There is a moment towards the end of Xavier Dolan’s Mommy, far and away the highlight of the 63rd Melbourne International Film Festival, that reminds you just why we have the movies.
Predominantly filmed in a square 1:1 ratio, Dolan extends his film to the full width of the screen for two sequences, the second of which is a montage depicting a mother’s hopes for her troubled son’s life.
It is a sublimely melodramatic moment of filmmaking, simultaneously drawing attention to the medium and heightening the emotion of the sequence. In a cultural age where self-consciousness is the norm, it takes a brave filmmaker to take this self-consciousness and repurpose it away from irony and towards emotion.
Such moments of collective catharsis were played out in a variety of venues at this year’s MIFF, the first without the regular hub of Greater Union’s Russell Street complex. Instead, films were screened at a variety of inner city venues, from RMIT’s Capitol Theatre to Hoyts Melbourne Central.
The latter, in particular, made for some interesting queuing experiences, particularly on Saturday nights, when MIFF mingled with the regular blockbuster crowd.
Hoyts’ Xtreme Screen was also home to the first screening of Goodbye to Language, Jean-Luc Godard’s experiment with 3D. The experience was a nauseating one, as objects went in and out of focus, the camera tilted and spun upside down and subtitles were blurred. There were many walkouts, but those of us who masochistically stuck it out were rewarded with the realisation that this was probably the first and last time we’ll see a Godard film at the multiplex.
This bizarre intermingling of irony and sincerity made for a film that somewhat baffled its audience. You choose to either ride this wave or let it dump you. — onL For Leisure
Other unique screening venues included the Arts Centre’s Hamer Hall, where MIFF’s opening night film, the Spierig Brothers’ Predestination, was screened. Filmed in Melbourne and starring Ethan Hawke and Sarah Snook, the movie is a gloriously bonkers time travel story. Watching it, I went from predicting every single plot twist to having absolutely no idea what was going on.
A similarly confounding highlight of the first week was L For Leisure. The Kickstarter-backed film consists of a series of badly acted vignettes in which American post-grad students discuss things such as philosophy and being mellow. These scenes sit oddly next to lingering shots of water and a very earnest synth-pop soundtrack. This bizarre intermingling of irony and sincerity made for a film that somewhat baffled its audience. You choose to either ride this wave or let it dump you.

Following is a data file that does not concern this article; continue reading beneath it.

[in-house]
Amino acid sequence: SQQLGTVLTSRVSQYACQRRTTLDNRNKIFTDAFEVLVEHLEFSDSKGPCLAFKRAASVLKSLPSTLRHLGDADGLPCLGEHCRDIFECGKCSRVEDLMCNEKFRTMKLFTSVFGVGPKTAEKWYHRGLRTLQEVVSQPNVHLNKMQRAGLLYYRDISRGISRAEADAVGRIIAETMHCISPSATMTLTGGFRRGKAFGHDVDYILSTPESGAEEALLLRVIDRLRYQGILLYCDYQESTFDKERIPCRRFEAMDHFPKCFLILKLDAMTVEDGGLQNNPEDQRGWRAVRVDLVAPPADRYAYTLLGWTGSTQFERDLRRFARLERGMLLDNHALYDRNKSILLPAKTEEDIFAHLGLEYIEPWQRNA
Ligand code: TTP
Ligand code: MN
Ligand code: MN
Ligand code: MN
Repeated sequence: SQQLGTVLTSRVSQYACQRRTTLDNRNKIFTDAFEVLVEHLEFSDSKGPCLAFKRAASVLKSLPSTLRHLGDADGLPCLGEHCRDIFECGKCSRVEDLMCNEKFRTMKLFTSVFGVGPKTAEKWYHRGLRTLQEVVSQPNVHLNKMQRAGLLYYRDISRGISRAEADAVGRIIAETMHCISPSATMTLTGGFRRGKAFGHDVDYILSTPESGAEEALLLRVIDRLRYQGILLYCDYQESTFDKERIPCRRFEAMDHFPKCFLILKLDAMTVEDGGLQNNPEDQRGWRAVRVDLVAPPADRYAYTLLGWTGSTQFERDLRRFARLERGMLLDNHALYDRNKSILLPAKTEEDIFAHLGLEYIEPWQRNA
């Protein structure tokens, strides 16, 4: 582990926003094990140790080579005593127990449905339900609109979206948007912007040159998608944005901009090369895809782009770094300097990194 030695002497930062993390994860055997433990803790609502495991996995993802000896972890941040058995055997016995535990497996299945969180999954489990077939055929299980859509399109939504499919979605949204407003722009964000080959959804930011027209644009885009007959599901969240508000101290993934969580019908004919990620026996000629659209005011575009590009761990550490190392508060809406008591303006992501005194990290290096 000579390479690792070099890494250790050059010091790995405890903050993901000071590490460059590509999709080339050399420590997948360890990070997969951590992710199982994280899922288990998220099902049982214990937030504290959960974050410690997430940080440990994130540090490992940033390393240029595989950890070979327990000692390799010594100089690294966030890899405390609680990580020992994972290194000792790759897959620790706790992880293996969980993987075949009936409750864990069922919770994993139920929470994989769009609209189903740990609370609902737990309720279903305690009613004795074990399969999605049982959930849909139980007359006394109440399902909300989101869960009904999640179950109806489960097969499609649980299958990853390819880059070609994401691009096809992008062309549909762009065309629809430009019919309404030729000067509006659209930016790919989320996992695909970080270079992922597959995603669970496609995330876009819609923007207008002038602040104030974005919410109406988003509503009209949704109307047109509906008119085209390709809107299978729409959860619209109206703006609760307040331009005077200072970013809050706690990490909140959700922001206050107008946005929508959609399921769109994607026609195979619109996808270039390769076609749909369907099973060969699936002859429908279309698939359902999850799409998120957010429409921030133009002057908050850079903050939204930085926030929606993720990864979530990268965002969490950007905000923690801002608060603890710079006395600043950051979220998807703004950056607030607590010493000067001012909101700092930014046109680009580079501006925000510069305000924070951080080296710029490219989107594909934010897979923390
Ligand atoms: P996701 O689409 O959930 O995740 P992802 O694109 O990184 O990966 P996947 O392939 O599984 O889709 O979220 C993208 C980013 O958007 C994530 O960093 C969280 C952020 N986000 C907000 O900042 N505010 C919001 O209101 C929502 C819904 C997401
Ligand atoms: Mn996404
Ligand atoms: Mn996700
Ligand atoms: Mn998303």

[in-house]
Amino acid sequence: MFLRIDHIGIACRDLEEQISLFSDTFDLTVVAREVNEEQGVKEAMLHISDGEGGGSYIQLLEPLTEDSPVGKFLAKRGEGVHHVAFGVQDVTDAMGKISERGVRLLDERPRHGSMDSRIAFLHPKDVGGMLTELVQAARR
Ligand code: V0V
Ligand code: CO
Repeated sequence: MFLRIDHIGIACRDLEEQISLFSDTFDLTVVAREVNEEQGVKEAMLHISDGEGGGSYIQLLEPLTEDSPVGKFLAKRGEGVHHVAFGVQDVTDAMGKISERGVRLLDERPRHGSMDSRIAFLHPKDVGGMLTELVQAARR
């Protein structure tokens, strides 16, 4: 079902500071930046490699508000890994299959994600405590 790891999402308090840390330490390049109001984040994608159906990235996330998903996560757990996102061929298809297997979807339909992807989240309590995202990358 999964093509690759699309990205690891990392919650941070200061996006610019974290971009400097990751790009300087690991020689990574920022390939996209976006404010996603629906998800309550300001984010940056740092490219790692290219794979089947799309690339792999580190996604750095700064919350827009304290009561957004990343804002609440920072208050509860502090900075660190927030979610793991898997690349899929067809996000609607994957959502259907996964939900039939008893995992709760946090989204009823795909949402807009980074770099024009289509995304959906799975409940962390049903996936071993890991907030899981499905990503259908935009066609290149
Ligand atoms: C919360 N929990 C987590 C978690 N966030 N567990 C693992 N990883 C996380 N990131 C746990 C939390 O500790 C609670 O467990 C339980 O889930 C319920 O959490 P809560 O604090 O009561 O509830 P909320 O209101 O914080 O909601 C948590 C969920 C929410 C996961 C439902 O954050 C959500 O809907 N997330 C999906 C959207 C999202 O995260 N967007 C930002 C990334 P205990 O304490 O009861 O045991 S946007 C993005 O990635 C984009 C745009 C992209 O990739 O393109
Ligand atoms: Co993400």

It’s a cliché but it’s true: the films you go to with no expectations are the ones that pleasantly surprise. Finding myself with time to kill, I went along to Vivian Qu’s Trap Street, a fascinating Chinese romantic thriller that explored the murky world of the Chinese bureaucracy and surveillance. Another surprise was Abderrahmane Sissako’s Timbuktu, a film that charts the takeover of a town by fundamentalist Islamists. It deftly uses a light formal touch to mix humour with tragedy.
The messy Eastern Boys was an appropriate midway point for this year’s MIFF. The film is overlong but contains two enthralling set pieces. The opening sequence, a good 15 wordless minutes, is shot from the sky above a French train station, and tracks a gang of Eastern Europeans as they hustle commuters.
The second set piece is a similarly lengthy sequence in which a man, held hostage in his own apartment, dances with the same gang members. As they dance we see the men emptying his apartment of its valuables. Both moments, with their reliance on images and sound, are pure cinema.
Particularly strong this year was the documentary strand. At Berkeley, Frederick Wiseman’s four-hour observational documentary on the University of California, Berkeley, was my highlight, not just in content but context.
Because of its length, there became a comfortable familiarity between audience and film, with people happily getting up, grabbing coffee and food, and returning. The movie is a compelling portrait of a university and ideal that, as I have noted previously, just might be in trouble.
The second week of the festival reached its appropriately messy zenith 20 minutes into Boyhood, when a young man entered the cinema and yelled at us to evacuate. Apparently the fire alarms had been set off, and after half an hour of wandering around Swanston Street and the State Library, we reassembled. The mood had been irrevocably ruined, however.
If nothing else, the experience of Boyhood reinforced the necessity of cinema to remain a distraction-free art form. As noted by director James Gray, whose film The Immigrant played at MIFF this year, in the cinema you play by the movie’s rules. At MIFF, you play by the festival’s rules. It is a liberating, exhausting and occasionally sublime thing to spend two weeks in various dark rooms, seeing the world through the eyes of other human beings.